BEIRUT: Former Prime Minister Saad Hariri delivered an impassioned plea Friday for moderation, lashing out against extremism and Hezbollah, vowing never to drag Lebanon’s Sunni community into a sectarian war.
He also urged Speaker Nabih Berri and top Shiite religious leaders to use their influence with Hezbollah to convince the group to end its military intervention in Syria. Hariri blamed Hezbollah for “sabotaging inter-Muslim ties” between Sunnis and Shiites by refusing to withdraw from the war in Syria.
“We assume that people’s suffering – the scenes of booby-trapped cars, suicide attacks that claimed innocent lives, the hundreds of coffins carrying those killed in the battles, the panic and anxiety haunting citizens, the sectarian tensions ... are enough to reconsider decisions that brought only death and destruction to Lebanon,” he said.
Speaking via video link during an event to commemorate the ninth anniversary of the assassination of his father, former Prime Minister Rafik Hariri, Saad Hariri issued a renewed demand for Hezbollah’s withdrawal from Syria to combat sectarianism that has taken hold in Lebanon.
“I address the wise men of the Shiite sect, the Higher Shiite Council, the sons of Imam Musa Sadr, Sheikh Mohammad Mahdi Shamseddine, Sayyed Mohammad Fadlallah, and Muslim scholars who claim righteousness,” Hariri said. “In particular, I address Speaker Nabih Berri, in his capacity as a pillar of the Shiite sect in Lebanon, and as a leader who has always found ways to come up with solutions and bridge gaps.”
Hariri, who held talks with Saudi King Abdullah in Riyadh Friday, said that Hezbollah’s participation in the Syrian war posed a threat to Lebanon’s security and “national partnership,” as well as driving a wedge between Sunnis and Shiites in the country.
The party’s role alongside regime forces has created an unprecedented wave of suicide bombers infiltrating Lebanese neighborhoods where the party enjoys broad support, he said.
“But the most dangerous of all is the growing sectarian aspect of the Lebanese involvement in this war, which is also affecting the Army and security forces,” he said.
“Fighting terrorism requires an immediate decision by Hezbollah to withdraw from Syria, abandon the illusion of its pre-emptive war and recognize that the Lebanese state is responsible for the safety of its borders and citizens,” he said.
He added that combating the rise of terrorism in Lebanon also required national unity to restore commitment to the Baabda declaration, an agreement signed in 2012 by rival groups, including Hezbollah, to adopt a position of neutrality toward the war in Syria.
Hariri has repeatedly urged Hezbollah to withdraw from Syria and has blamed the resistance group for the series of terrorist attacks that has targeted predominantly-Shiite areas controlled by the party.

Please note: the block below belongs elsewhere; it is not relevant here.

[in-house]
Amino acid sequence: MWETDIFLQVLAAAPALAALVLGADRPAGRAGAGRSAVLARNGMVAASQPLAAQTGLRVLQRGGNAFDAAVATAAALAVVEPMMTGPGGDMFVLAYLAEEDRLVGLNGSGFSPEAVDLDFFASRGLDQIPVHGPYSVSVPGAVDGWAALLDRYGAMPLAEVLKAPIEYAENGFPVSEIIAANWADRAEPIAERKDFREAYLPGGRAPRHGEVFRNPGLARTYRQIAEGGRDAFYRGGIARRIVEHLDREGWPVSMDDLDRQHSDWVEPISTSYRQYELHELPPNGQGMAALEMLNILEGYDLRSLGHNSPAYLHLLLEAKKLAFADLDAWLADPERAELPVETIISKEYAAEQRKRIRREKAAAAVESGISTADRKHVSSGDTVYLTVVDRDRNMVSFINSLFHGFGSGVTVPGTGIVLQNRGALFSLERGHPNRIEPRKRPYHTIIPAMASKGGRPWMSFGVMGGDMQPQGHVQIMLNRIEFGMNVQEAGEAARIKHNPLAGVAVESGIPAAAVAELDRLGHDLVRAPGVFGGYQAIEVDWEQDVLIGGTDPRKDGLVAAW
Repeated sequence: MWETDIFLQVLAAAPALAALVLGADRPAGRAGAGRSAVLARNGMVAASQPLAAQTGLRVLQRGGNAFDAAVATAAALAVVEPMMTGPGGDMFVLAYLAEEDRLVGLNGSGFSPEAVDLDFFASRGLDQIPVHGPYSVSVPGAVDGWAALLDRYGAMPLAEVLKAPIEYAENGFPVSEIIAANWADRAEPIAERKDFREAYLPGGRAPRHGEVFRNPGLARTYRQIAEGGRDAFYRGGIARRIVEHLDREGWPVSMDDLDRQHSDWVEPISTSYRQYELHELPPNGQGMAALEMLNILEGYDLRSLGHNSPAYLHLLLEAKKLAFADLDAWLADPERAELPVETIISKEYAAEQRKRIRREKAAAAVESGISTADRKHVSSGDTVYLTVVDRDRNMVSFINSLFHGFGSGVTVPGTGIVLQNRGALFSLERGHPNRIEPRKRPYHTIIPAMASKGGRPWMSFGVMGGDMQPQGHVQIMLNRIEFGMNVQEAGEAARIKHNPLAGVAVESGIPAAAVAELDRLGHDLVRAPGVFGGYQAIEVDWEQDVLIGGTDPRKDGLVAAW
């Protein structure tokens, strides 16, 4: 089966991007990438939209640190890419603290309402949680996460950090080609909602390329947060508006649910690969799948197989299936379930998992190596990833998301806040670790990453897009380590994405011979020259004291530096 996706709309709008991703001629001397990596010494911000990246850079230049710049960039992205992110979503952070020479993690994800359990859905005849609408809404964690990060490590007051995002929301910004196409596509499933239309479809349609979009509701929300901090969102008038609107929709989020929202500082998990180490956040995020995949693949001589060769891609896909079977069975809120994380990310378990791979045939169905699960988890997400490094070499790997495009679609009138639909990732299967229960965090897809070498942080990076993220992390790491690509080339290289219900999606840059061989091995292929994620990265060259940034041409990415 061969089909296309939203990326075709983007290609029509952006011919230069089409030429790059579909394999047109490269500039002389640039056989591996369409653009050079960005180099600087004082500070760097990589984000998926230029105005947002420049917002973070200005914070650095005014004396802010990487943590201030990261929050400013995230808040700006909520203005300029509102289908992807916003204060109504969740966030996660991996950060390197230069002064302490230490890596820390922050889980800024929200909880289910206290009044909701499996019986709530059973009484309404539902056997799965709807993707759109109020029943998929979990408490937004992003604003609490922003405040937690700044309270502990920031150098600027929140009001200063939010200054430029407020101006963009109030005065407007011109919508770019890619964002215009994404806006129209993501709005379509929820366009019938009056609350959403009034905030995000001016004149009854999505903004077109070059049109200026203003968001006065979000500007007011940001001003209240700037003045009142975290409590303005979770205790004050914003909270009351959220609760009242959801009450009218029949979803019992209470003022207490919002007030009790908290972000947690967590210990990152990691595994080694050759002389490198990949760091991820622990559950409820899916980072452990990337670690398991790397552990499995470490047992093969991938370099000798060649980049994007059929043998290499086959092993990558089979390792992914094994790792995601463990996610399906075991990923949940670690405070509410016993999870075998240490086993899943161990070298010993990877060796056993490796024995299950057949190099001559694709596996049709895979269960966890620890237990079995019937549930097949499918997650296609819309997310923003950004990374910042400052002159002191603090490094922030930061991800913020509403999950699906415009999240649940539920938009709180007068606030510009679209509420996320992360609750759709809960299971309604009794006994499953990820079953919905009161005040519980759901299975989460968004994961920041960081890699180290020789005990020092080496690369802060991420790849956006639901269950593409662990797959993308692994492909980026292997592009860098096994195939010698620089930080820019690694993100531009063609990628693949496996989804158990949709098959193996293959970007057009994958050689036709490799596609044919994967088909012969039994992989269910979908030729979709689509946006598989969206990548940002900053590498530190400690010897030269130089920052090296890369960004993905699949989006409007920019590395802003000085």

“We will not stop betting on the voice of logic and the brave national stance that breaks the wall of political stubbornness,” he said.
Hariri, who has been outside the country for almost three years, also rejected attempts to drag Lebanon and the Sunni sect into a war between Hezbollah and extremist Sunni groups.
“As the Future Movement, we will confront provocations and suspicious calls to involve Lebanon, and the Sunni sect in particular, in insane wars that will only drag Lebanon into a sectarian inferno,” Hariri said.
“Just as we refuse to fashion ourselves in the image of Hezbollah, so we refuse to create ourselves in the image of ISIS [The Islamic State of Iraq and Greater Syria] and the Nusra Front,” he said. “We refuse to drag the Future Movement into a war between Hezbollah and Al-Qaeda.”
Hariri also spoke about the upcoming presidential polls, voicing his party’s opposition to allowing a vacuum at the country’s top post, which, Hariri noted, is the only presidency in the Arab world reserved for a Christian.
“We consider the Lebanese Christian Maronite president a symbol of coexistence between Muslims and Christians,” he said.
Commemorating the start of the Special Tribunal for Lebanon probing the 2005 assassination of his father, Hariri said revenge was never a policy of Rafik Hariri.
“Can you imagine that [the martyrs including Hariri] would seek revenge, or respond to political assassinations with political assassinations, or take up weapons against those carrying weapons and violate the national consensus?” Hariri said.
At the start of the rally, the Future Movement said its MPs had signed a document that will be delivered to the U.N. secretary-general demanding an expansion of the STL’s mandate to include assassinations carried out after 2005.
Hariri said the March 14 coalition should protect national unity and keep Lebanon neutral for the sake of the country despite Hezbollah’s actions in Syria.
He urged his supporters follow his late father’s example. “The Future Movement will either be in the image of Rafik Hariri, or will cease to exist.”